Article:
His sudden swings of temper were noisy and alarming, only equalled by his mounting desire to have those boilers in his scrap yard. We knew that was impossible each boiler was the size of my living room, but Jim’s vision was undimmed. When our proper jobs permitted, we set about recovering the non-ferrous metal objects for their owner. Jim’s enthusiasm grew in proportion with the size of the increasing pile of copper and brass in his yard; but he still hankered after those boilers. When underwater conditions gave clear water with some light filtering down from a calm surface, we surveyed the deeper stern section in its dark, gloomy hole. It had collapsed on its starboard side but was still a towering pyramid of jagged metal. The huge rudder lay in the mud astern. The port propeller shaft jutted out from the curved plates of the hull, the empty splines on the end bearing mute testimony to the courage and determination of the old divers in removing the great three-bladed propeller.
Was the starboard propeller still buried under the collapsed hull? No: our old salvage-man friend confirmed that both propellers had been landed at Whitby. ‘Kids used to slide down the blades,’ he said, ‘but you watch out on that stern end our divers didn’t like it at all, they reckoned it moved and finally they refused to work on it. In fact, she’s a bad ship. You’ll pay for everything you get off her.’ At the time we thought no more about his prediction. It was during some clear water working on the stern whilst dismantling the steam steering engine that we glimpsed a large rounded object buried deep under a mass of twisted girders. Over many weeks, when conditions allowed, we cut and cleared the girders to reveal more of our prize.
We thought it might be a bronze boss or fairing dropped off one of the propellers. Jim ‘got on to’ Harland and Wolff, the builders of Rohilla, and somehow obtained a copy of the foundry plans of the castings and build up of the propellers. Each had three blades made of manganese bronze which were seven feet (2m) tall and weighed two and a quarter tons. The object still didn’t make sense because the two propellers had been removed years ago, hadn’t they?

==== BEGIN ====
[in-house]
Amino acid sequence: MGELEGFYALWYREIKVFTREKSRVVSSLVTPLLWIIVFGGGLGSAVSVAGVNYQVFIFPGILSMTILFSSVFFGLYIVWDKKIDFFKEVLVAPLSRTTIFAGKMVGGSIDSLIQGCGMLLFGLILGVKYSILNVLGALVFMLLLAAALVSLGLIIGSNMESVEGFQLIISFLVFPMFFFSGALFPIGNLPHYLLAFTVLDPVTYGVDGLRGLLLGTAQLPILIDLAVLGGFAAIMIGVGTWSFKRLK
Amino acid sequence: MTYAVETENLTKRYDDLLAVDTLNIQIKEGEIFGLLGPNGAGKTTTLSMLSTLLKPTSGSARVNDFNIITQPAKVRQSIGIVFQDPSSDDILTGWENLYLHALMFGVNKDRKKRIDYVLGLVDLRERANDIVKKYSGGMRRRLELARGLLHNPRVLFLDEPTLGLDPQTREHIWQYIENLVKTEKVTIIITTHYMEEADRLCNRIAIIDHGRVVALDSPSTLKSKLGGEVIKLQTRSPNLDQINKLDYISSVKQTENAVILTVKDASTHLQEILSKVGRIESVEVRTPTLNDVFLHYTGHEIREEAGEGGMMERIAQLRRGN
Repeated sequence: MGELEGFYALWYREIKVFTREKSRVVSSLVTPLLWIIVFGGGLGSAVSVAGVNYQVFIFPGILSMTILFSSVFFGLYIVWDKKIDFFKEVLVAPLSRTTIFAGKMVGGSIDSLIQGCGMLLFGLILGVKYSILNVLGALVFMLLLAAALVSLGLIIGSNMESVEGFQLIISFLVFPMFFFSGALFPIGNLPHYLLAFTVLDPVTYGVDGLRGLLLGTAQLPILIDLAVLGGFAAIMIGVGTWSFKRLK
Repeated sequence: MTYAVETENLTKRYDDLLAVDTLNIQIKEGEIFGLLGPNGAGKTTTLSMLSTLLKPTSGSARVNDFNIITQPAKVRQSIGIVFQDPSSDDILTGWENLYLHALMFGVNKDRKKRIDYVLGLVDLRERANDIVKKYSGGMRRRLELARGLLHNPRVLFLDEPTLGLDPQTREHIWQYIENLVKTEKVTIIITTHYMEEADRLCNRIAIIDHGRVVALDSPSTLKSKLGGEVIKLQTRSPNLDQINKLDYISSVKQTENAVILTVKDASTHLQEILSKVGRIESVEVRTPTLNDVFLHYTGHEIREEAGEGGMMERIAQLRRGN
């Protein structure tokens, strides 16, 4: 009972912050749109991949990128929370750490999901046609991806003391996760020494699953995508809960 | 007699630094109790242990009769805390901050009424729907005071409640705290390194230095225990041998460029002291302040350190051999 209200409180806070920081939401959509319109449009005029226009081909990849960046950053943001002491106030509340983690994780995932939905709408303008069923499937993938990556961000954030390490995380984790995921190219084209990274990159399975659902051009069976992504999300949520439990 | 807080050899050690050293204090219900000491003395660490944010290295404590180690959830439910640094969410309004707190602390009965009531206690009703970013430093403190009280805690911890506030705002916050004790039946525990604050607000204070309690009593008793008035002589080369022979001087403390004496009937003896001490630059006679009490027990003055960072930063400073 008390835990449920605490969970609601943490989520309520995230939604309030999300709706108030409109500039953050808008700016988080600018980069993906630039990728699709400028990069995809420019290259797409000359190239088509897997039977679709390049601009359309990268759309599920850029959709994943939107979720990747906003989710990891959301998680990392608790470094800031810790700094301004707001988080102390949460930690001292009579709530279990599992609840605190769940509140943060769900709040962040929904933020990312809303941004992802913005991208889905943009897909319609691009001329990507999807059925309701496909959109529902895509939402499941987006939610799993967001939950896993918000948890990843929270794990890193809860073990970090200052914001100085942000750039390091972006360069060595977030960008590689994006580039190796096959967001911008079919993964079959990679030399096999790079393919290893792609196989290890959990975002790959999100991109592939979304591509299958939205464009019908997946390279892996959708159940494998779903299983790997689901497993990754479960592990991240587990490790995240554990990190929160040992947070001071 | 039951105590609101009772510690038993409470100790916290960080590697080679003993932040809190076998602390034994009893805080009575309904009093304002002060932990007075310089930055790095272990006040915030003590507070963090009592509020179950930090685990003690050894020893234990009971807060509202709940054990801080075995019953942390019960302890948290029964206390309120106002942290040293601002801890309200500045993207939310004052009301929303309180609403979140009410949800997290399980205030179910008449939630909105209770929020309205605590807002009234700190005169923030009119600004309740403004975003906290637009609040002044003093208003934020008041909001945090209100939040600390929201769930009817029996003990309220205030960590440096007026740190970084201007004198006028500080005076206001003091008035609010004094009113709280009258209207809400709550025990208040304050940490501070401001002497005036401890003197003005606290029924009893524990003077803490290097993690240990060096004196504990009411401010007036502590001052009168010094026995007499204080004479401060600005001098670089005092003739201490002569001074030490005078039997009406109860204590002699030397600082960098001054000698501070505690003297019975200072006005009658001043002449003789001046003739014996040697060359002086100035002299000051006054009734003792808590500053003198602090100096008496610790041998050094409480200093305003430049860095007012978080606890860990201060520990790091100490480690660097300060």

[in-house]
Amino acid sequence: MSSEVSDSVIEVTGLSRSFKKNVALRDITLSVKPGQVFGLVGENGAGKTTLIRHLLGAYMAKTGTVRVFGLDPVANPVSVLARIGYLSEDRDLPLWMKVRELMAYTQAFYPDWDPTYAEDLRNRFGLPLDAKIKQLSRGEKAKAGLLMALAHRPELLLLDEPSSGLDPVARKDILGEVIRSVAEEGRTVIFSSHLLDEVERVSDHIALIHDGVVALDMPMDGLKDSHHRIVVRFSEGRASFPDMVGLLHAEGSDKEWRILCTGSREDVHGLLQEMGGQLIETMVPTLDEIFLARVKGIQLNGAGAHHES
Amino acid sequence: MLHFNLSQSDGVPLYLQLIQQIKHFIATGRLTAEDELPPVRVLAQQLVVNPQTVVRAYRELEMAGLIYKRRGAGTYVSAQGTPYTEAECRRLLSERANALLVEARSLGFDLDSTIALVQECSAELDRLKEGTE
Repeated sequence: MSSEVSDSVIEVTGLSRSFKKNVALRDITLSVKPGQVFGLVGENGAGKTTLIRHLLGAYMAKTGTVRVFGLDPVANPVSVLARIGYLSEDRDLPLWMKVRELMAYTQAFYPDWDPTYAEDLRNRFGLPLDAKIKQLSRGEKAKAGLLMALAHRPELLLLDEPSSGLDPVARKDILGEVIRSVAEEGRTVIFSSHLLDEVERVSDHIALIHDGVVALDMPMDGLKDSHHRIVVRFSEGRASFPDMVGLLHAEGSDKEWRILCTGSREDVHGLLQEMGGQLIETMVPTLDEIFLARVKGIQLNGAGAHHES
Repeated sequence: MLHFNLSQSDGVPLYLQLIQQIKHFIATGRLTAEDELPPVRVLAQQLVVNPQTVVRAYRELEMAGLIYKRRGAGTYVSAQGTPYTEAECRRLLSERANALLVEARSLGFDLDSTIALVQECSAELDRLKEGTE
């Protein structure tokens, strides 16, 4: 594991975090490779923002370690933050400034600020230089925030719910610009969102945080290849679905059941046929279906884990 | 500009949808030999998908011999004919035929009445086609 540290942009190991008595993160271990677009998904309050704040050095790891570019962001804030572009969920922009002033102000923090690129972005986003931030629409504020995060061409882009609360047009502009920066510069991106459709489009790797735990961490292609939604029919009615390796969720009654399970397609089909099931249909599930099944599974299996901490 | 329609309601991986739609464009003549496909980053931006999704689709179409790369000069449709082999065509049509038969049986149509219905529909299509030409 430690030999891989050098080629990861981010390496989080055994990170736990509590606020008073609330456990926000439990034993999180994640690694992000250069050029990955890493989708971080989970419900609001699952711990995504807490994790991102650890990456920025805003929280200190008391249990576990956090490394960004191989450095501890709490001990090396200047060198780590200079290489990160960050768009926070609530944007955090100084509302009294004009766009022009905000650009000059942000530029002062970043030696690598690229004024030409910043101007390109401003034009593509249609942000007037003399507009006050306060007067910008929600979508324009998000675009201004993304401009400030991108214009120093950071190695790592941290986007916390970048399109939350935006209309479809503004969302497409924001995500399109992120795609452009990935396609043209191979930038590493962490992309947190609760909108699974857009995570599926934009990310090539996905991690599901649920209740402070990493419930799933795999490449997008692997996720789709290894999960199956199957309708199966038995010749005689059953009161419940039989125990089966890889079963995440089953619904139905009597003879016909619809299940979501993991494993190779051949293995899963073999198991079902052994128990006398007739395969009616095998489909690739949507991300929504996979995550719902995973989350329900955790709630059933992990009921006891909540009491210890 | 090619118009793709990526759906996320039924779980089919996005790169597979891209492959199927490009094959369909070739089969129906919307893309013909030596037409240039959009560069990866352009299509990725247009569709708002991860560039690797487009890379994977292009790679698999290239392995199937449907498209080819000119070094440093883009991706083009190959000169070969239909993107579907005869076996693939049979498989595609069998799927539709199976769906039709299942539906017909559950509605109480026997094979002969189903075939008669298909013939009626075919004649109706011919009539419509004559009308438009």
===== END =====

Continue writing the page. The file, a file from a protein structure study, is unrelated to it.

Using explosives, we continued to cut and clear; more shape and huge bolts holes were uncovered. Jim was getting impatient we were neglecting his cherished boilers. The mystery deepened when there appeared beside our object the obvious tip of a large propeller blade. We had found other smaller blades in the wreck, possibly knocked off salvage craft, but this was obviously something a great deal larger. Again, we consulted the foundry plans and for the first time deciphered some small, barely legible, smudged notes in a corner of the plan, which read ‘two spare blades’! The mystery was solved.
We told Jim and his reaction was explosive, his ‘enthusiasm’ took off at an alarming rate, extravagant plans to have those two blades in his scrap yard next week flew like rockets. The boilers were never mentioned again. Even when we explained that the blades were still buried in steel, stone and mud, close under the towering and very dodgy ship section, his reply was: ‘Oh, you’ll soon shift that lot.’ It took us all one summer. Jim fretted. Delays due to bad weather were a personal affront and we were roundly cursed for ‘just messing about’. Rohilla, built as a troopship plying to India, carried spare blades so that she could be repaired in faraway harbours. The helmet divers had recovered the two complete units and then, with good sense, left the creaking, unstable aft section to shift and groan in the dark until some winter gale caused it to collapse. The two blades and the steering engine ended up in a hard heap covered in wreckage.